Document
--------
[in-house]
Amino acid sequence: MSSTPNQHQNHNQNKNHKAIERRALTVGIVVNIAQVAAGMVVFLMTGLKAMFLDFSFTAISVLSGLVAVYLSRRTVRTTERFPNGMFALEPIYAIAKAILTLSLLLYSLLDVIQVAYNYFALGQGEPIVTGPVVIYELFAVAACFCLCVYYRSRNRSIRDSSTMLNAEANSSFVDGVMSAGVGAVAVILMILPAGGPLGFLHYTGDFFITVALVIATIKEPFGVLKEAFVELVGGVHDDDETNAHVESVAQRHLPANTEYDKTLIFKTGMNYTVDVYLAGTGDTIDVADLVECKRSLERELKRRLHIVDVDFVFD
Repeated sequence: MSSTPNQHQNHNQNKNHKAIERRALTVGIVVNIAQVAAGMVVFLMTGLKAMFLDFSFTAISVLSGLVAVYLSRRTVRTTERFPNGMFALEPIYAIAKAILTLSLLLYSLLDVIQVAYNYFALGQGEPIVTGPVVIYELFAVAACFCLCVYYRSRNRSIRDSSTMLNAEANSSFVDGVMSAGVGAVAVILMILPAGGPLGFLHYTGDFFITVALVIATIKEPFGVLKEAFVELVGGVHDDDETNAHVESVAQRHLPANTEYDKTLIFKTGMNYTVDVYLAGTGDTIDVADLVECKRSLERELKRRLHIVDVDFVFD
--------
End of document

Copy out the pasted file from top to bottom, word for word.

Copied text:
[in-house]
Amino acid sequence: MSSTPNQHQNHNQNKNHKAIERRALTVGIVVNIAQVAAGMVVFLMTGLKAMFLDFSFTAISVLSGLVAVYLSRRTVRTTERFPNGMFALEPIYAIAKAILTLSLLLYSLLDVIQVAYNYFALGQGEPIVTGPVVIYELFAVAACFCLCVYYRSRNRSIRDSSTMLNAEANSSFVDGVMSAGVGAVAVILMILPAGGPLGFLHYTGDFFITVALVIATIKEPFGVLKEAFVELVGGVHDDDETNAHVESVAQRHLPANTEYDKTLIFKTGMNYTVDVYLAGTGDTIDVADLVECKRSLERELKRRLHIVDVDFVFD
Repeated sequence: MSSTPNQHQNHNQNKNHKAIERRALTVGIVVNIAQVAAGMVVFLMTGLKAMFLDFSFTAISVLSGLVAVYLSRRTVRTTERFPNGMFALEPIYAIAKAILTLSLLLYSLLDVIQVAYNYFALGQGEPIVTGPVVIYELFAVAACFCLCVYYRSRNRSIRDSSTMLNAEANSSFVDGVMSAGVGAVAVILMILPAGGPLGFLHYTGDFFITVALVIATIKEPFGVLKEAFVELVGGVHDDDETNAHVESVAQRHLPANTEYDKTLIFKTGMNYTVDVYLAGTGDTIDVADLVECKRSLERELKRRLHIVDVDFVFD